In spite of some logistical problems, it was a huge success and we hope it gets in the Church News. But even if it doesn't, the purpose was accomplished: To get the youth together to have a spiritually uplifting day, and to have lots of fun at the same time. For the adults, a sampling of what they themselves can do for their youth.

For closing exercises we tried to get everyone inside, but didn't quite make it. This is the chapel and cultural hall. You may notice that not only are there YM and YW-aged attenders, but also Primary age (their older siblings couldn't come unless they brought the younger ones) and some young single adults who just couldn't stay away. We think we also attracted the neighborhood youth, but figured why not? What better place for them to be on a Saturday?

Three young men who were begging to have their picture taken. We had just broken for mid-morning snack -- peanuts and a 'biscuit'.

The whole event was just what President Gingery used to say about his missionaries in Jamaica: herding cats! Imagine herding 800 youth at one small building.

So much was learned! (by the leaders even more than the youth). For example, what a 'dance' means to Congolese youth. Not where everyone gets on the dance floor and dances. Oh no...It was more like a talent show. Small groups got on stage and put on a dance exhibition. Unfortunately, they are in love with rap, and the exhibitions (very suggestive) had to be ended almost before they began. Now we know what a 'dance' is. Another 2-stake conference is being held next Saturday, and there will be a few changes - especially in the dance category. That is how we learn!

Above is one of our club foot babies who will begin treatment to straighten her feet.

We revisited the Club Foot clinic this week to follow our little baby girl. Last week you saw her before she began treatment. Here she is in all her glory -- and all her casts. After we left, her casts came off, she was assessed, and re-casted to turn her feet gradually. You will begin to see a difference this next week when we return for our 3rd visit.

That's all for this week. We may be taking our third trip to Luputa next week to check out the water system there and offer support to the water committee. Our recently written projects are getting approved and we will start signing contracts now and get busy with the work. It has been a great (complicated, frustrating, scary, worrisome) experience, and we look forward to the future in serving the Lord this way in the Decmocratic Republic of Congo.

Our love to you all.

Sunday, July 17, 2011

Our First Handing-over Ceremony

African dancers at the St. Joseph Hospital handing-over ceremony. Drummers were drumming, singers were singing, and we were enjoying!

Sister Bingham getting into the act.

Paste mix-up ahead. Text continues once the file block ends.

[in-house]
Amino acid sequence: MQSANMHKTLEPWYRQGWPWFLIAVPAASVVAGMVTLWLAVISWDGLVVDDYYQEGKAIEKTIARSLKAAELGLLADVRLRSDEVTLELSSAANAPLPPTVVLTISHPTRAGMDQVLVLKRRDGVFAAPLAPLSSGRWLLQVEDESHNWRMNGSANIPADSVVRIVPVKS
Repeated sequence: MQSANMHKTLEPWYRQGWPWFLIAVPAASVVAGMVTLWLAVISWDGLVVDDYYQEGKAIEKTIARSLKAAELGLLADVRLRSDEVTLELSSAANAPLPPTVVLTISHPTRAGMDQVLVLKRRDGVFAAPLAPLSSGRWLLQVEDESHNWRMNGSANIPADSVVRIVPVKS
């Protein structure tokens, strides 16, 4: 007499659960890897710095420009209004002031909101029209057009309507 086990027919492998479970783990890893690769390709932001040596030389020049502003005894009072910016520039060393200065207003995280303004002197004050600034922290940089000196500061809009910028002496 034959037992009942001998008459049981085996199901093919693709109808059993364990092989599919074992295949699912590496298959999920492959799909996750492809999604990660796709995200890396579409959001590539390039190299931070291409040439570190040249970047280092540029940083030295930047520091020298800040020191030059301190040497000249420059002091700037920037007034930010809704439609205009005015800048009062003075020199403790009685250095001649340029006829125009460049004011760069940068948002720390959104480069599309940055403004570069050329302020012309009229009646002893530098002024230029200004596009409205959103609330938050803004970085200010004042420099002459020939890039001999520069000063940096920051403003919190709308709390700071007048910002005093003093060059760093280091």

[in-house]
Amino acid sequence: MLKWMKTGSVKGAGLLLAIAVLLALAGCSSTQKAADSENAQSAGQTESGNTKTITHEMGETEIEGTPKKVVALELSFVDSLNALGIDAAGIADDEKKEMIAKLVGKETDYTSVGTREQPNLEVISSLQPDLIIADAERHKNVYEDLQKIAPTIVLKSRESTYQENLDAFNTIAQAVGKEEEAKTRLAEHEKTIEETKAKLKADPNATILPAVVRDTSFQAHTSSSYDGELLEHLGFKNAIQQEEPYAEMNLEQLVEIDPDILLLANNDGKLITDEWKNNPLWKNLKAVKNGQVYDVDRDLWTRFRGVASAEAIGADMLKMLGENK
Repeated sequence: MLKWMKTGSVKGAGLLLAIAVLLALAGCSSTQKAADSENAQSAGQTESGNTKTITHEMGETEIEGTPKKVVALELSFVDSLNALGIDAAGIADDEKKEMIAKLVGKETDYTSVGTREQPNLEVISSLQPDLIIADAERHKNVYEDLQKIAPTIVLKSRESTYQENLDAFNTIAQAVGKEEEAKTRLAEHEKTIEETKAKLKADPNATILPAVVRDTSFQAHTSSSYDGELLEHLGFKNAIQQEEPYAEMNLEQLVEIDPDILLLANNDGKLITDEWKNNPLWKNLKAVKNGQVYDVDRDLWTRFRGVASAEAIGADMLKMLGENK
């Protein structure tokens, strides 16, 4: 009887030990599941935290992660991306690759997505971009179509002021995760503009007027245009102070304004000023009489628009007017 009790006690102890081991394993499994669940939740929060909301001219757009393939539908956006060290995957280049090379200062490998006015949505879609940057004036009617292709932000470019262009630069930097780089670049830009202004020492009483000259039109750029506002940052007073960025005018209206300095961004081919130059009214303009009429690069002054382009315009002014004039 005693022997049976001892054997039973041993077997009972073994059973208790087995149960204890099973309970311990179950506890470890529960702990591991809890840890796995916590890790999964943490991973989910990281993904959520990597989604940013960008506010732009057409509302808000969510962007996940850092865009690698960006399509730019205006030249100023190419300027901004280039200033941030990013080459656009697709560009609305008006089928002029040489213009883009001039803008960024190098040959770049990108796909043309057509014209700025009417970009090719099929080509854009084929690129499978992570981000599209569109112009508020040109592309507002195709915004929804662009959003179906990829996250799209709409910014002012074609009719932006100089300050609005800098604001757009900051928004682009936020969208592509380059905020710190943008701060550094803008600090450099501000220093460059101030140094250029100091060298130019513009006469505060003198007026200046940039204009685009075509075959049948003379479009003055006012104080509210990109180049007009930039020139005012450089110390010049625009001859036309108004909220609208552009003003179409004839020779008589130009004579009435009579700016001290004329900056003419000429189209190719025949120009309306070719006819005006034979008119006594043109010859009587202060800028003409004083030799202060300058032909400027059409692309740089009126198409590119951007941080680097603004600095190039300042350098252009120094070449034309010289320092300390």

Yesterday we attended our very first handing over ceremony (closing ceremony). These are put on when the project construction is completed and it is time for the Church to 'bow out' and hand the project over to the community. It's the way we tell the community that the Church no longer has any responsiblity for whatever we funded -- in this case a drilled well at a local hospital -- and that now the community (or hospital) will be fully responsible for the repair and maintenance of it. It is also a celebration that the project is finally completed and can be used. We had dreaded these events because we were worried that we wouldn't know how to plan and carry these out. Sounded like a lot of detail work. But as it happened, our very wonderful Site Monitor for this project, Francois, came to us and told us he would do it all -- and all we had to do was pay for the event and attend it. We still had some reservations about how it would play out. To our delight and astonishment, it couldn't have been done any better. When we arrived, the chairs, tents, food, sound system, PR people, entertainment, speakers and attendees were already there, and it BEGAN ON TIME!!! The picture you see is of one of the African dancers. They put on quite a show!! They danced before the ceremony began, and then again during refreshments. It was absolutely astounding -- what you see on PBS but WE WERE RIGHT THERE!!! We took some videos of the dancers and the drummers, but it won't upload on the blog. So sorry about that -- you would have heard as well as seen the whole thing. At the end of the ceremony, we were all led over to a covered (tablecloth) water faucet, surrounded by a tape (torn strip of tablecloth) which they ceremoniously cut, handed a piece of the tape to the Catholic Priest (it is a Catholic hospital - St. Joseph's) and then gave out glass goblets to all the important people, including us, to take the first drinks from the faucet. The engineer even spoke, the priest blessed the water tower and pump, the hospital director spoke. And we just got to sit back and enjoy. All the other senior missionary couples attended, and so did the Jamesons, our new Mission President and wife. They all loved it. The great thing about it is the Church got some great PR, in fact our name is painted on the tower. We also learned that the site monitors always plan the ceremonies. Yes!! We have made up a certificate of achievement for Francois -- he deserves it.